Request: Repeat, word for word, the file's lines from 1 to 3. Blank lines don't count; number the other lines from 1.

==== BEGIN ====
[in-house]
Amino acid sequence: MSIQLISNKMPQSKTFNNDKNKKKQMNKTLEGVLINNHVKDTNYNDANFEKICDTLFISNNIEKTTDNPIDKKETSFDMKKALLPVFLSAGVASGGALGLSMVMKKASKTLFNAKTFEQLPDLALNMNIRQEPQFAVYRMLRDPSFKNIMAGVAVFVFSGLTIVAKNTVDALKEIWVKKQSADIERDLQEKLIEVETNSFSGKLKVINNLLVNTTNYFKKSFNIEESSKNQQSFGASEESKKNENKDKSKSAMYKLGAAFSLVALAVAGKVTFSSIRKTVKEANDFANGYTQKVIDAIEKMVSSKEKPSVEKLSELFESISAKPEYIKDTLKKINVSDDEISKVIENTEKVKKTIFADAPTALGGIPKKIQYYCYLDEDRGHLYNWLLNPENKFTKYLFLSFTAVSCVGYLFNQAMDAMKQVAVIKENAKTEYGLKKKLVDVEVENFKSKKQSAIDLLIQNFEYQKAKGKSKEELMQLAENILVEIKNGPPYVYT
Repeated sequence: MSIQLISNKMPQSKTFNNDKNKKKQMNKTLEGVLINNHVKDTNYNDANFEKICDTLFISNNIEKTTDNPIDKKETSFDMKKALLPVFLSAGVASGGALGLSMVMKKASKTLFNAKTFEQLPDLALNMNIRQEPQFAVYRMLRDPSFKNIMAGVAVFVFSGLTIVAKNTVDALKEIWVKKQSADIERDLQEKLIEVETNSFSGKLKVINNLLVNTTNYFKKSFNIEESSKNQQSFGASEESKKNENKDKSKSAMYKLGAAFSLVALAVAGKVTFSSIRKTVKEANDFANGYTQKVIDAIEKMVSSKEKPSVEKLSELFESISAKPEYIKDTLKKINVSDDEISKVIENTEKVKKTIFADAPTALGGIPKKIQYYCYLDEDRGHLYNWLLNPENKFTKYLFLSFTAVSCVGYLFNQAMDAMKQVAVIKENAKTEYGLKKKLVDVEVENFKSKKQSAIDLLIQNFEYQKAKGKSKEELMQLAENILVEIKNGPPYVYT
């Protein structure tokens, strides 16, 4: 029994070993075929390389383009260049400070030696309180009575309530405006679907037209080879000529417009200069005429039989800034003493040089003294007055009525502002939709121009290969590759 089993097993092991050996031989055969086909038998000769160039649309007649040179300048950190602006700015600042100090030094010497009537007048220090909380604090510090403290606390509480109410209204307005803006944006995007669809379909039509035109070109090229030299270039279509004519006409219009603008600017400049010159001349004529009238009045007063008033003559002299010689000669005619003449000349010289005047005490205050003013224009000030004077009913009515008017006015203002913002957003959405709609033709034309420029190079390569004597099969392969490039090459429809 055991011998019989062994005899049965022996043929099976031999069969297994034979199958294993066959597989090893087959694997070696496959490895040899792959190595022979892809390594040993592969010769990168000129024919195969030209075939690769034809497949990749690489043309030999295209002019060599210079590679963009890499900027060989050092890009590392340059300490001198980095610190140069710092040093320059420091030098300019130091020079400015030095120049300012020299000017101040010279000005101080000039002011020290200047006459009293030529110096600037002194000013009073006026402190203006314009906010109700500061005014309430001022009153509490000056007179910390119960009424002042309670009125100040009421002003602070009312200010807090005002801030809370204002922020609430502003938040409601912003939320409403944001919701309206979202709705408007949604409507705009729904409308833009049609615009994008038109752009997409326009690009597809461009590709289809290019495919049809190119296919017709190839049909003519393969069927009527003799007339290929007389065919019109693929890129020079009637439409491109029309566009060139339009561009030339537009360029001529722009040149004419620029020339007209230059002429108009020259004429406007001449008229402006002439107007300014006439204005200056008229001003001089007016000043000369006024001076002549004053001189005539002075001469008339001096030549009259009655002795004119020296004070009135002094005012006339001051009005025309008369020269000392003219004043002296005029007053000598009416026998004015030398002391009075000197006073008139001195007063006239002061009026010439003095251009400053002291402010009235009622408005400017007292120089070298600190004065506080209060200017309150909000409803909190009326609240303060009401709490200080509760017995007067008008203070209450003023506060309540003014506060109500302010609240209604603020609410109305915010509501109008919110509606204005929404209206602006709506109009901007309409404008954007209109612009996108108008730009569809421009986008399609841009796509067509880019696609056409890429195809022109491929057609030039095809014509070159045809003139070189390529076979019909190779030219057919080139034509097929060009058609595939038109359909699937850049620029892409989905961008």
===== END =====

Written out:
[in-house]
Amino acid sequence: MSIQLISNKMPQSKTFNNDKNKKKQMNKTLEGVLINNHVKDTNYNDANFEKICDTLFISNNIEKTTDNPIDKKETSFDMKKALLPVFLSAGVASGGALGLSMVMKKASKTLFNAKTFEQLPDLALNMNIRQEPQFAVYRMLRDPSFKNIMAGVAVFVFSGLTIVAKNTVDALKEIWVKKQSADIERDLQEKLIEVETNSFSGKLKVINNLLVNTTNYFKKSFNIEESSKNQQSFGASEESKKNENKDKSKSAMYKLGAAFSLVALAVAGKVTFSSIRKTVKEANDFANGYTQKVIDAIEKMVSSKEKPSVEKLSELFESISAKPEYIKDTLKKINVSDDEISKVIENTEKVKKTIFADAPTALGGIPKKIQYYCYLDEDRGHLYNWLLNPENKFTKYLFLSFTAVSCVGYLFNQAMDAMKQVAVIKENAKTEYGLKKKLVDVEVENFKSKKQSAIDLLIQNFEYQKAKGKSKEELMQLAENILVEIKNGPPYVYT
Repeated sequence: MSIQLISNKMPQSKTFNNDKNKKKQMNKTLEGVLINNHVKDTNYNDANFEKICDTLFISNNIEKTTDNPIDKKETSFDMKKALLPVFLSAGVASGGALGLSMVMKKASKTLFNAKTFEQLPDLALNMNIRQEPQFAVYRMLRDPSFKNIMAGVAVFVFSGLTIVAKNTVDALKEIWVKKQSADIERDLQEKLIEVETNSFSGKLKVINNLLVNTTNYFKKSFNIEESSKNQQSFGASEESKKNENKDKSKSAMYKLGAAFSLVALAVAGKVTFSSIRKTVKEANDFANGYTQKVIDAIEKMVSSKEKPSVEKLSELFESISAKPEYIKDTLKKINVSDDEISKVIENTEKVKKTIFADAPTALGGIPKKIQYYCYLDEDRGHLYNWLLNPENKFTKYLFLSFTAVSCVGYLFNQAMDAMKQVAVIKENAKTEYGLKKKLVDVEVENFKSKKQSAIDLLIQNFEYQKAKGKSKEELMQLAENILVEIKNGPPYVYT